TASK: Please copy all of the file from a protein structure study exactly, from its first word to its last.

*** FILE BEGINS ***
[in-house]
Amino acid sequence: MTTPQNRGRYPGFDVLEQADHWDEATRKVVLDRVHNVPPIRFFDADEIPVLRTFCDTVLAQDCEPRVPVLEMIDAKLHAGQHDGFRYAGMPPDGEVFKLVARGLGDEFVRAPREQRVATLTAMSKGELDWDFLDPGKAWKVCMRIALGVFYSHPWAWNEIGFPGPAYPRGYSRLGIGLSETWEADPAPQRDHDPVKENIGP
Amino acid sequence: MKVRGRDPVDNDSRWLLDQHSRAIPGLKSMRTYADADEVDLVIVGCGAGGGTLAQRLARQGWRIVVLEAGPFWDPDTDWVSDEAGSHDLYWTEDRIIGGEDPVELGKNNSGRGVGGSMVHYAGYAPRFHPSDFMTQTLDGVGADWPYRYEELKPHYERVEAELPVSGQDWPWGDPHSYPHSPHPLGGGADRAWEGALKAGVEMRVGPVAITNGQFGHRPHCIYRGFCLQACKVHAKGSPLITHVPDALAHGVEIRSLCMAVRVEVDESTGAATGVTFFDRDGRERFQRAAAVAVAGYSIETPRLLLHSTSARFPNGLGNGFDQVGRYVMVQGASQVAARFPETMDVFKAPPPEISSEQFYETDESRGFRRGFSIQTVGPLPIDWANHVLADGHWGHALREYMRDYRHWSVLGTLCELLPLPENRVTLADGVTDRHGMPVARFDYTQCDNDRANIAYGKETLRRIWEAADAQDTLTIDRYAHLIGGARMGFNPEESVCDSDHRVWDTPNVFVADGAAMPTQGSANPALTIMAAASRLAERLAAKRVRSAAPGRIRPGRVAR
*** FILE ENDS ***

[in-house]
Amino acid sequence: MTTPQNRGRYPGFDVLEQADHWDEATRKVVLDRVHNVPPIRFFDADEIPVLRTFCDTVLAQDCEPRVPVLEMIDAKLHAGQHDGFRYAGMPPDGEVFKLVARGLGDEFVRAPREQRVATLTAMSKGELDWDFLDPGKAWKVCMRIALGVFYSHPWAWNEIGFPGPAYPRGYSRLGIGLSETWEADPAPQRDHDPVKENIGP
Amino acid sequence: MKVRGRDPVDNDSRWLLDQHSRAIPGLKSMRTYADADEVDLVIVGCGAGGGTLAQRLARQGWRIVVLEAGPFWDPDTDWVSDEAGSHDLYWTEDRIIGGEDPVELGKNNSGRGVGGSMVHYAGYAPRFHPSDFMTQTLDGVGADWPYRYEELKPHYERVEAELPVSGQDWPWGDPHSYPHSPHPLGGGADRAWEGALKAGVEMRVGPVAITNGQFGHRPHCIYRGFCLQACKVHAKGSPLITHVPDALAHGVEIRSLCMAVRVEVDESTGAATGVTFFDRDGRERFQRAAAVAVAGYSIETPRLLLHSTSARFPNGLGNGFDQVGRYVMVQGASQVAARFPETMDVFKAPPPEISSEQFYETDESRGFRRGFSIQTVGPLPIDWANHVLADGHWGHALREYMRDYRHWSVLGTLCELLPLPENRVTLADGVTDRHGMPVARFDYTQCDNDRANIAYGKETLRRIWEAADAQDTLTIDRYAHLIGGARMGFNPEESVCDSDHRVWDTPNVFVADGAAMPTQGSANPALTIMAAASRLAERLAAKRVRSAAPGRIRPGRVAR